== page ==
What makes an enterprise organization successful? Is it a phenomenal understanding of the market? A visionary growth strategy? A value-driven customer focus? A strategy that enables digital transformation, both from a tech standpoint and a culture standpoint? Yes, yes, yes and yes. So many yeses.
But there’s something else that would fall into an “all of the above” category: Winning enterprise companies are innovative, keeping them in front of the curve and always on the cusp of something bigger. And size doesn’t matter — if you compare the Fortune 500 lists for 1955 and 2017, you see there are only 60 companies on both. It’s a statistic that highlights the importance of innovation.
I’ve always been an innovation-first kind of person, and I’d like to focus here on fostering innovation from a leadership perspective. How can senior leadership ensure innovation that goes beyond the generation of a couple of new ideas and turn that into a strategic, guiding principle that touches every part of the company? Here are six ways to do just that.
Embrace a Multi-Faceted Approach to Innovation, Starting at the Bottom
We often think of innovation as something that happens in brainstorming sessions about irresistible new products, where someone develops clever marketing campaigns to launch and sell the heck out of them. But take the product out of the equation for a moment and consider a multifaceted approach to innovation across your entire organization. Forbes, for example, suggests starting with the “4 P’s: profit models, processes, products, and policies.” Breaking innovation down into these factions and tackling them as individual challenges will allow you to move faster and with more operational agility.
Empower Your Employees and They’ll Provide Value in New Ways
Innovation as a corporate value means creating a culture where every employee feels he or she has some level of autonomy — with expectations, of course — to think independently and find new ways to solve problems. Great leaders make smart decisions, but they also know they can’t — and shouldn’t — do it all alone. Leading is as much about listening, mentoring, trusting and empowering your teams as it is about anything else.
Understand That Failing Is OK
If you’re never failing, chances are you’re not innovating much. Failure is inevitable when you’re fostering a culture of innovation, and that’s part of the challenge — the reality that there’s almost always a degree of uncertainty. Fear has been called an “innovation crippler,” and while no one sets out intending to fail, understanding that it will happen — and that you’ll be just fine when it does — is a mark of a great leader.
Choose Your Approach to Innovation Metrics Wisely
We all know data matters, but can you measure something as intangible as an idea? Even harder — an idea culture? You can, as long as you look long and hard at what it is you’re going to actually measure. Whatever your industry, you’ll undoubtedly need numbers on customer activity in relation to your product or service — that’s a no brainer — but look elsewhere too.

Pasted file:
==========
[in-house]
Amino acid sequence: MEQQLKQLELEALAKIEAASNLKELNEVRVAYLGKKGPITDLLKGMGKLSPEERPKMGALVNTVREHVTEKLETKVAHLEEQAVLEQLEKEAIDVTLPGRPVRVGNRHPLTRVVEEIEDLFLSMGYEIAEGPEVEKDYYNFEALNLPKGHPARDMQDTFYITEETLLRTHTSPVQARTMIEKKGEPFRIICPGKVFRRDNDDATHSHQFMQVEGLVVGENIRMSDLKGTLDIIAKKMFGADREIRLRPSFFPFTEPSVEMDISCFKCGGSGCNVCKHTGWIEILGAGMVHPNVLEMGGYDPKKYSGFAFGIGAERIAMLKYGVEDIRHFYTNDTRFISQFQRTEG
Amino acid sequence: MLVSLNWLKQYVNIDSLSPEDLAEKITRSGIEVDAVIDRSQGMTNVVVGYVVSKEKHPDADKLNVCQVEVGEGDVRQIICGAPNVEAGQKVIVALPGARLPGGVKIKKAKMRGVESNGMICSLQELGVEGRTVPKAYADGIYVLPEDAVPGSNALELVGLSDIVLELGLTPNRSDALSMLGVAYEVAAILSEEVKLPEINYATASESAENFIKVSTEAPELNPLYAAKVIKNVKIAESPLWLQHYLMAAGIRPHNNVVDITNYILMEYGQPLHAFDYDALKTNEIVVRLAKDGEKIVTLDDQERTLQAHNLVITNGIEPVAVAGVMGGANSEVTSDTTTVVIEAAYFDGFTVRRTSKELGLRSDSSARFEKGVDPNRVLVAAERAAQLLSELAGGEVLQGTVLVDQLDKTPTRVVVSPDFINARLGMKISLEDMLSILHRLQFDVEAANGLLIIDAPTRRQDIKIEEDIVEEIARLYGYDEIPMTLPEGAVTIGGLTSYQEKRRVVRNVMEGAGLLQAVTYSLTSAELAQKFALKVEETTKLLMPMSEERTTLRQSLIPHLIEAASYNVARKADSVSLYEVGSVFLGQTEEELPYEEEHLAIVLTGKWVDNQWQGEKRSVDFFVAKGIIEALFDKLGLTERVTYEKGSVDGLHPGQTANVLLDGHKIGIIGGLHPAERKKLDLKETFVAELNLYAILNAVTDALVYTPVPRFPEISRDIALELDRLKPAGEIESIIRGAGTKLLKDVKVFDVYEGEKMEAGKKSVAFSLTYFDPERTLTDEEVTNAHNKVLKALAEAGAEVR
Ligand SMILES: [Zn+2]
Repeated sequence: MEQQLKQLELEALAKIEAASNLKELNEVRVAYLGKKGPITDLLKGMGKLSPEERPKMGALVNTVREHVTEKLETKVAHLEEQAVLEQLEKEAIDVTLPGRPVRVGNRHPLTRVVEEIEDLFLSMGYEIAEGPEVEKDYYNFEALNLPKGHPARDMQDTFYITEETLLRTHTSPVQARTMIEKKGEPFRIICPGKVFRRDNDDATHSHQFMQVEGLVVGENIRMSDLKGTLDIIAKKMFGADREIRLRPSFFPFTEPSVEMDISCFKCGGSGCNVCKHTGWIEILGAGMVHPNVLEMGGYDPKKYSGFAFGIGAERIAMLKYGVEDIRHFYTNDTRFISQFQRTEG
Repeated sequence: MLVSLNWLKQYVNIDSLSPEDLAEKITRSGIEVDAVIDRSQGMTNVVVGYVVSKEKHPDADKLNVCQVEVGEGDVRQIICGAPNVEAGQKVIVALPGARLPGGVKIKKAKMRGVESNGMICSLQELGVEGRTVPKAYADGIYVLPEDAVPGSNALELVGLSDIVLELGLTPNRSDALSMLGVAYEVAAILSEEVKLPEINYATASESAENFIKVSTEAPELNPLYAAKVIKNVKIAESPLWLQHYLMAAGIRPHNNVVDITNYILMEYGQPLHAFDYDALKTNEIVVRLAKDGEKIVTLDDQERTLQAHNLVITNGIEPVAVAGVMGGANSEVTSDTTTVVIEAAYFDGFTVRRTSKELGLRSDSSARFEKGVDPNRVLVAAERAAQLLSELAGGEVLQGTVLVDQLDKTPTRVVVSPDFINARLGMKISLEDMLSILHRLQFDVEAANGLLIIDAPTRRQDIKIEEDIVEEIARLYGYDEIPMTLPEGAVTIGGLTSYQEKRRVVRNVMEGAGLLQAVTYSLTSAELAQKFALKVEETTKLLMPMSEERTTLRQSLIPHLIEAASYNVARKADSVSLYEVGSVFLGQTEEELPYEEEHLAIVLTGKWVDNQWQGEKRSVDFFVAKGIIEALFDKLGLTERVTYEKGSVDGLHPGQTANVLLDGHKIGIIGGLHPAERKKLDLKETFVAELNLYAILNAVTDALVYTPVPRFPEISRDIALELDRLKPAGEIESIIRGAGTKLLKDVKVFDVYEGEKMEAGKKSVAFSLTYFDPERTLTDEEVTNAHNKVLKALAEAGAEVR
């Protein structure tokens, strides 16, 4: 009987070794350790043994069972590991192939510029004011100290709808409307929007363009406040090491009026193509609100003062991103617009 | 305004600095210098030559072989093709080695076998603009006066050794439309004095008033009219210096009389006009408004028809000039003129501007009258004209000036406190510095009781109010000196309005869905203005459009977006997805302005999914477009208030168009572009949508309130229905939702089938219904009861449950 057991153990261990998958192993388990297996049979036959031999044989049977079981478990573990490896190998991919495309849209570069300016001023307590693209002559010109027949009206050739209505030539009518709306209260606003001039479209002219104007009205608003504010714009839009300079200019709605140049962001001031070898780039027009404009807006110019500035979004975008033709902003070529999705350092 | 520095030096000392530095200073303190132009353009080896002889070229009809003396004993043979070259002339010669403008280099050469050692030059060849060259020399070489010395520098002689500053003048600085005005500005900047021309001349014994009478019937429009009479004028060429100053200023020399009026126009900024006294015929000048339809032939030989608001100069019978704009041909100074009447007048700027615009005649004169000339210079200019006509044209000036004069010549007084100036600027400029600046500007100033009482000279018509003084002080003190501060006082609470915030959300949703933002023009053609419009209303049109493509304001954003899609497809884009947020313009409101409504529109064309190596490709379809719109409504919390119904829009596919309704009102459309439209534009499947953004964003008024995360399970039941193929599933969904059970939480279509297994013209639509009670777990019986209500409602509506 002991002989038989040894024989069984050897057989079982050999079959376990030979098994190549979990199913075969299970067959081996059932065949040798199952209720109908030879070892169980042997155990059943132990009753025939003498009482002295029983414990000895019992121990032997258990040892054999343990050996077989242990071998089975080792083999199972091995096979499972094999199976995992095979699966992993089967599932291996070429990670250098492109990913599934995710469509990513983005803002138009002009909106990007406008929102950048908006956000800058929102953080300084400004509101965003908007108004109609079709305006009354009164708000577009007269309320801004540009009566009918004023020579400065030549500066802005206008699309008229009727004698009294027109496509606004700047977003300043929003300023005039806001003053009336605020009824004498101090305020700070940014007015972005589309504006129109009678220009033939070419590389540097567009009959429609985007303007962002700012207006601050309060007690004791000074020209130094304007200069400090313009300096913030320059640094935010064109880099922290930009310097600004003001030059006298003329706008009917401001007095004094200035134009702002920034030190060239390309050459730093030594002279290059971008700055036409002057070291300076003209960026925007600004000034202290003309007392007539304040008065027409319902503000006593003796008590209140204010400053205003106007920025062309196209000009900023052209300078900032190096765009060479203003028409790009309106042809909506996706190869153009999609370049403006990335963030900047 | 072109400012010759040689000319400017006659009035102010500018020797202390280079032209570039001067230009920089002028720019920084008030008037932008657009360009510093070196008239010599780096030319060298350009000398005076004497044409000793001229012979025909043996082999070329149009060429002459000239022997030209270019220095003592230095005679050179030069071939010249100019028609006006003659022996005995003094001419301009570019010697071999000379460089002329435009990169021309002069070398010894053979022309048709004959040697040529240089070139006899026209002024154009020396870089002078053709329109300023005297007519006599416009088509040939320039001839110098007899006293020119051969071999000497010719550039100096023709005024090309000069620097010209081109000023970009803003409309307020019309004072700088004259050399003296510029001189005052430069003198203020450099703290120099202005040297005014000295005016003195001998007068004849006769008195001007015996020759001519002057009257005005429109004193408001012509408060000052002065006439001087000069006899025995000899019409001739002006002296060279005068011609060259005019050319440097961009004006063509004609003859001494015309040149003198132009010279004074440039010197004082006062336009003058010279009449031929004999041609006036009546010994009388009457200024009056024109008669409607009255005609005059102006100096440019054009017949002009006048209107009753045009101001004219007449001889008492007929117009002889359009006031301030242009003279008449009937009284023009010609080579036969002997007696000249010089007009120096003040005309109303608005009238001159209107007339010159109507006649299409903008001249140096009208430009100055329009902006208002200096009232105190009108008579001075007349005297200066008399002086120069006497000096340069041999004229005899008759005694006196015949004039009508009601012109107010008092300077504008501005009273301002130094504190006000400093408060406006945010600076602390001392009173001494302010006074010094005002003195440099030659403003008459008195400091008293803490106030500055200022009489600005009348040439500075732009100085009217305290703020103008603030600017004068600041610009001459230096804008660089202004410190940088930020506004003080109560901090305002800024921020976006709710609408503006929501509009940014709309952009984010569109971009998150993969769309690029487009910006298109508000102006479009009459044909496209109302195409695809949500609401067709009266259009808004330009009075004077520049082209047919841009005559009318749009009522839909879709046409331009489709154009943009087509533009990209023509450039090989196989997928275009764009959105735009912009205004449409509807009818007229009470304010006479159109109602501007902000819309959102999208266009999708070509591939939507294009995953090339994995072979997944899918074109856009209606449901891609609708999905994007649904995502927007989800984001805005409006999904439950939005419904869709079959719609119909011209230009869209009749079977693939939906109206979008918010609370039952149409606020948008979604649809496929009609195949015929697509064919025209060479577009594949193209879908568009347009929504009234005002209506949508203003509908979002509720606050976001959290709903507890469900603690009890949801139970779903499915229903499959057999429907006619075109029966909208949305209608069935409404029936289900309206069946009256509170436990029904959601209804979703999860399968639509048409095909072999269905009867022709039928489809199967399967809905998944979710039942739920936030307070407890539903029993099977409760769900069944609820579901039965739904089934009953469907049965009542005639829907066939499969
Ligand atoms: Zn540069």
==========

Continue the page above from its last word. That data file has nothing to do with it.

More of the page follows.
What about the return on your strategic partnerships? How about getting the data on how much time your team actually has to dedicate to discovery? How many of them have been trained on what it means to innovate? Isolate what can change the game for your organization, and build your approach to innovation metrics from there.
Don’t Be Afraid to Take Action — and Quickly
To truly create a culture of innovation, you must be willing to encourage action on innovative ideas, not just produce continuous conceptual chatter. This isn’t to say that every idea is a great one or every new product proposal should go directly to prototyping. Take time to gather data and make an informed decision — but not too much time. Whether you invest more of your resources or take a different path, be agile enough to make those choices in a way that’s confident and measured, and with no more downtime than is absolutely necessary.
Learn from the Past and Look to the Future
According to Accenture’s 2015 US Innovation Survey, 60% of companies admitted they did not learn from past mistakes in relationship to their approach to corporate innovation. That’s a lot! Also, 72% of organizations polled said they often missed opportunities to exploit underdeveloped areas or markets. Ironically, many of the same companies indicated they were highly confident in their innovation performance.
This discrepancy in perception about what it means to be successful innovating on the corporate level is proof that many leaders don’t take the time to learn from their mistakes. It’s important to fix what isn’t working while moving forward. I know I said failing is OK — and it is — but complacency with failure is not.
The Burning House
As a bonus tip, consider the “burning house” scenario. If your house was on fire, what would you grab as you ran out the door? Now apply it to your business: What would you want to take with you if it all came crashing down? I’d grab the ability to innovate and to inspire innovation in my team — that’s the foundation for growth, the difference-maker, the special sauce.
What would you take? What does innovation look like in your organization? Are you approaching it as an idea factory you only visit on occasion, or have you embraced innovation as a strategic imperative? Can you think of any additional ways leaders can create a culture of innovation other than those I’ve mentioned above? I’d love to hear your thoughts.
As an aside, if this topic is of interest to you, check out this post by Hewlett-Packard’s Vincent Brissot. He makes some really salient points on things you may not be taking into consideration.
Additional Resources on This Topic
This article was originally published in 2017 and was updated in July 2019.